The second step in the Launch Stage is finding the market fit. Does your product or service “fit” or address a need in the market?  You can survey prospects or the initial consumers from the first step above to understand how they feel about your offering. You can also talk to prospective customers to see how they will embrace the product. Use this information to evolve your product or service to better fit the needs of the market.

The third step in the Launch Stage is finding the right message. In this step, you must define your product’s positioning in the market and in relation to your target users. Experiment with different messages in order for your target audience to uncover the value proposition of your product, product descriptions, and features and benefits. At this step, it is important you focus on what your targets and customers have to say about your product or service and how it is unique from others.

The fourth step in the Launch Stage is evaluating the user experience. This is where you experiment with different elements of the user experience to reduce and remove points of confusion. This may involve testing and evolving various components of your offering, including the sales process and how potential and actual customers access your product or service. This might include an assessment of how your customers enter and walk around a physical location. Or, this could include how your customers navigate your website.

Growth Stage

When you reach the Growth Stage, it’s all about scaling your business. At this point, you’ve had a successful launch and are growing your user base.

In the growth stage, your business should be focused on generating a consistent source of funds while also striving to reach new customers.  Here, the biggest hurdle is dividing time between various demands that require your attention, such as identifying and pursuing new customers, managing increasing revenue, helping customers, evolving the product or service, administration of the business, outsmarting the competition, etc.

You may need to begin finding people to help run or manage aspects of your business, which could mean hiring consultants or employees or outsourcing certain tasks. At Decimal, we help many clients at this stage in their business by allowing them to outsource their bookkeeping in order to give them more time to focus on more important tasks like identifying new customers and growing the business.

Maturity Stage

The last stage of the business lifecycle is Maturity. This is when you should be looking for new opportunities to expand. This might entail building more localized teams to adapt the product experience to each unique region, looking for acquisition opportunities that align with your product or mission, and, lastly, investing in your team and hunting for new growth channels.

Just because the company has reached this stage does not mean that the risks and challenges no longer pose a threat. Continuing to focus on core competencies while keeping an eye on the market will help a business continue to operate successfully. 

Examples of Successful Startups

Starting to get excited about developing your startup? For extra motivation, check out examples of some of the most successful startups in the world:

Apple: Now one of the biggest tech moguls in the world, Apple was one of those startups that, quite literally, started in a garage. College dropouts Steve Jobs and Steve Wozniak took a vision of a user-friendly computer and turned it into a reality – a reality that is now worth trillions of dollars

Airbnb: If you’ve ever stayed in an Airbnb, you’ve contributed to the success of a startup. Founders Brian Chesky and Joe Gebbia needed to scrape up rent money and decided to rent out three airbeds in their place. A decade later, Airbnb is available in over 200 countries and continues to be a preferred method of lodging for millions.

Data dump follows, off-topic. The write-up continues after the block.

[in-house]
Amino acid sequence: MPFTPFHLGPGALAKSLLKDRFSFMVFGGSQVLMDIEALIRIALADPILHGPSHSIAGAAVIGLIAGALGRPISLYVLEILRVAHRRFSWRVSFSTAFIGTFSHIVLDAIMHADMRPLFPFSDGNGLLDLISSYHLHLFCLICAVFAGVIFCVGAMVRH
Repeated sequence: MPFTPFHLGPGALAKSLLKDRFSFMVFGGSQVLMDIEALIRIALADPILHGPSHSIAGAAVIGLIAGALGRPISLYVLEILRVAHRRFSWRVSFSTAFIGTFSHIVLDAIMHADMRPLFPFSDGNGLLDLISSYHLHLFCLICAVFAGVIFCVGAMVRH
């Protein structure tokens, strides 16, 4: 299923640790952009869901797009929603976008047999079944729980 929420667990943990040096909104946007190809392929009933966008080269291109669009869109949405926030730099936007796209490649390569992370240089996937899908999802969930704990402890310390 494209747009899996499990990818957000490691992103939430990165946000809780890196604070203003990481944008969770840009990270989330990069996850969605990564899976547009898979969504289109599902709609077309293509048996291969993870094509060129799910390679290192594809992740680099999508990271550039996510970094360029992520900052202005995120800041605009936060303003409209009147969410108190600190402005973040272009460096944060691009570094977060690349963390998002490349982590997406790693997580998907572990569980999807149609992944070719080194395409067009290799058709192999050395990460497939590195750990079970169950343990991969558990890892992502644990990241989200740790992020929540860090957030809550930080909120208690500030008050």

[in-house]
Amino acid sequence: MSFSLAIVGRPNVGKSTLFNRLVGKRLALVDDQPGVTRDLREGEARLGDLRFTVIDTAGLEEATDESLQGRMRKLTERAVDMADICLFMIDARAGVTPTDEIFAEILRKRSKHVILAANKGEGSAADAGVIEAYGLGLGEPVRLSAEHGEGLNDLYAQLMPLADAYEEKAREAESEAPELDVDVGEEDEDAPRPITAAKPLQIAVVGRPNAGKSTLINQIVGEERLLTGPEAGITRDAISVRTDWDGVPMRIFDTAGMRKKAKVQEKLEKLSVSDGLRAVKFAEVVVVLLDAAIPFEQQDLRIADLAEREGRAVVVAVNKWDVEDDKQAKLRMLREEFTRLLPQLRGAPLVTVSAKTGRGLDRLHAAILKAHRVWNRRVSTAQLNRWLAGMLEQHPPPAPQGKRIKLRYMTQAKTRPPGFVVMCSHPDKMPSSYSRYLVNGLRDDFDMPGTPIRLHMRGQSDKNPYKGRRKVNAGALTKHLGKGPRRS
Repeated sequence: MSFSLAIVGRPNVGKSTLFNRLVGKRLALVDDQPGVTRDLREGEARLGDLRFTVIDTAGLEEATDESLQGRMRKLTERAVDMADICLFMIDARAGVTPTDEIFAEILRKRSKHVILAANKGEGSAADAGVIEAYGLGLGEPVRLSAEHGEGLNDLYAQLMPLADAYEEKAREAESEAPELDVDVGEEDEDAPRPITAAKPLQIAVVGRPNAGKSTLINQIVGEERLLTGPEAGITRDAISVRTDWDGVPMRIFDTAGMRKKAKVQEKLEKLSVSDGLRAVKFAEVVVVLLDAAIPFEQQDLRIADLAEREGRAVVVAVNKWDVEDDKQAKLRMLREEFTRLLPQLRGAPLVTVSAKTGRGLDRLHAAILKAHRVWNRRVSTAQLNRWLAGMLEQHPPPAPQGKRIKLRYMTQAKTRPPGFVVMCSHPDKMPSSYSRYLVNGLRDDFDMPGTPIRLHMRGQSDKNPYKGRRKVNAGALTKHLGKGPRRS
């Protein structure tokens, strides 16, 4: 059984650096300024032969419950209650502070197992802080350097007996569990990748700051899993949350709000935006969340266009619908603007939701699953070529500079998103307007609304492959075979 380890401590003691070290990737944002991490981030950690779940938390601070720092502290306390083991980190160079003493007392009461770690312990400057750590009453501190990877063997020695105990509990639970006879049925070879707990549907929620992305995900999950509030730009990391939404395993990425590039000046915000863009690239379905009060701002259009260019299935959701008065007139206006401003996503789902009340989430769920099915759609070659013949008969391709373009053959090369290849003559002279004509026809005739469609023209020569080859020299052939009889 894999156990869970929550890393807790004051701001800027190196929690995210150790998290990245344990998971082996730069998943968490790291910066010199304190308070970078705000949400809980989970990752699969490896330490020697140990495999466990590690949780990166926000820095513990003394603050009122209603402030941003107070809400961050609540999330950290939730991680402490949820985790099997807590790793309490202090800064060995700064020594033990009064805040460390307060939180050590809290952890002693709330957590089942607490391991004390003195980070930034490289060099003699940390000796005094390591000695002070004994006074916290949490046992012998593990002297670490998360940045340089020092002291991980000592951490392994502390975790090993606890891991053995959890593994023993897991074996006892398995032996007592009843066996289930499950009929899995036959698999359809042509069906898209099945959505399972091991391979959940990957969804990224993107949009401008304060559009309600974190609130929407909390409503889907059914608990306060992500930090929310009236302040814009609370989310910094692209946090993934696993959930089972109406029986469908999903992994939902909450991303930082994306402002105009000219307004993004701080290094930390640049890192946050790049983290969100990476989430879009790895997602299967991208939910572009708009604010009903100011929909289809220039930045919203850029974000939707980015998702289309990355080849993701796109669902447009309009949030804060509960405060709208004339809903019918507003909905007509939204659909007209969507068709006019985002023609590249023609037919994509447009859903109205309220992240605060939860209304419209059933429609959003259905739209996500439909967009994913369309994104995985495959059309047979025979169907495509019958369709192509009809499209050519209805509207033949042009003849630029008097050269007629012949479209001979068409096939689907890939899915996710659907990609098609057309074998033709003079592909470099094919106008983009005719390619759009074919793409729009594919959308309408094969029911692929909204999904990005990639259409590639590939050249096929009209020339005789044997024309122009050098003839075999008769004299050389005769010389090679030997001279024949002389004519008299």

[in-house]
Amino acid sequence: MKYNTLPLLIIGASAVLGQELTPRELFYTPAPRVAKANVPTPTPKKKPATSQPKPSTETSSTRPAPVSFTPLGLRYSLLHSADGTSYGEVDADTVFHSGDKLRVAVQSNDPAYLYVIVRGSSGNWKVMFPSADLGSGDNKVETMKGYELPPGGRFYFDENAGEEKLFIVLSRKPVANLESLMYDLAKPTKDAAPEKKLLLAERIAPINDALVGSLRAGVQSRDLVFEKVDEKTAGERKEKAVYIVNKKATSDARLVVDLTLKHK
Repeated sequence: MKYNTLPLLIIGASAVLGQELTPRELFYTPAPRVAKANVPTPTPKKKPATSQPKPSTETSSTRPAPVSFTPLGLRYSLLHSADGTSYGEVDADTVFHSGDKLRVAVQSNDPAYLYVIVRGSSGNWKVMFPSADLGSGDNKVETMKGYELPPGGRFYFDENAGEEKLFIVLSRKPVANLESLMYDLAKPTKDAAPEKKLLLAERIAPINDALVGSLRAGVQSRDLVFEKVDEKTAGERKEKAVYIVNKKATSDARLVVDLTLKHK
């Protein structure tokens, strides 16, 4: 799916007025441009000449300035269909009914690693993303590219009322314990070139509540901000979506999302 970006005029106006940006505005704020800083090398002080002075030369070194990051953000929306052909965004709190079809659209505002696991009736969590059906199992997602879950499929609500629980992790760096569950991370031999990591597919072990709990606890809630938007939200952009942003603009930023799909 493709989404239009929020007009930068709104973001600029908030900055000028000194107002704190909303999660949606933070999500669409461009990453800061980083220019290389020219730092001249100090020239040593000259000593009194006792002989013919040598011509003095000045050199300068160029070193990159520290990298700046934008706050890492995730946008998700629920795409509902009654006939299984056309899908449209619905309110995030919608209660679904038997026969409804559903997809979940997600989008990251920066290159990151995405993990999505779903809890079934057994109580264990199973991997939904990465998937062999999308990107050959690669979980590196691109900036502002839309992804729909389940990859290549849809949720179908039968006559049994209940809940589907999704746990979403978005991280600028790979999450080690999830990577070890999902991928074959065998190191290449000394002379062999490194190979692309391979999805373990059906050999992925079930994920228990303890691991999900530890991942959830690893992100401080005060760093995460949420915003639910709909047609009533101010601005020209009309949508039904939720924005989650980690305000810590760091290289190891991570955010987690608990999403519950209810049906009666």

Lyft: Lyft is a great example of a startup that came from another idea. Founders Logan Green and John Zimmer already had another ride-share company in place, Zimride, before deciding to make another service for shorter ride-sharing trips – Lyft. Fast forward a few years, and the company and billions of rides have been had. 

WhatsApp: Jan Koum and Brian Acton kept experiencing a big problem they believed needed fixing: too many advertisements on communication platforms. They decided to solve it by creating WhatsApp, a platform that remains 100% ad-free to this day and is used by millions worldwide. 

Best Tools for Startups

You’ve got the motivation – now it’s time to get started on the right foot. We’ve compiled a list of the best tools entrepreneurs can use to propel their startups forward:

Marketing Tools

No startup is truly successful without marketing – good marketing. Luckily, there are a large variety of marketing tools out there to help get your message across to the right audiences at the right time. Two of the most popular include Hootsuite and MailChimp. Hootsuite allows you to craft and schedule out social media campaigns and measure performance with your posts, bringing more engagement to your business. MailChimp, on the other hand, makes email marketing easier than ever. You can create and design custom email campaigns, manage your mailing lists and even enjoy a customer journey builder to further develop your sales funnel.

Project Management Software

Project management software is perfect for companies that find themselves with many projects, timelines, and deadlines. Tools like Asana, ClickUp, and Trello allow you to track your projects and improve communications among your team. You can take advantage of features like workflow builders, timeline management, automation, and file sharing. You won’t have to worry about whether you’re keeping up with work anymore. 

Accounting and Financial Services 

As we’ve mentioned, keeping control of your finances is an imperative aspect of running your business – but keeping up with the intricate details of doing so can be a big headache. Fortunately, at Decimal, we can handle all functions of the accounting side of your business, so you don’t have to. That includes bookkeeping, accounts payable and bill pay services and even technology consulting. Save time, improve processes and get in-depth insights into your business from the experts. 

Ready to Get Started? 

While it is challenging to imagine all the hardships and struggles a startup faces, it is necessary to consider all that can be learned from each trial. Knowing the challenges ahead of time can provide a plan for overcoming common obstacles and successfully moving through each phase of the startup life cycle—but you won’t be doing it alone. Working with experienced consultants, venture capitalists, the right service provider, and other important partners is the real key to success. Most of all, Decimal will be there for you along the way, as we are accounting specialists! We will take care of your bookkeeping so you can stick to growing your business through each stage of the business lifecycle.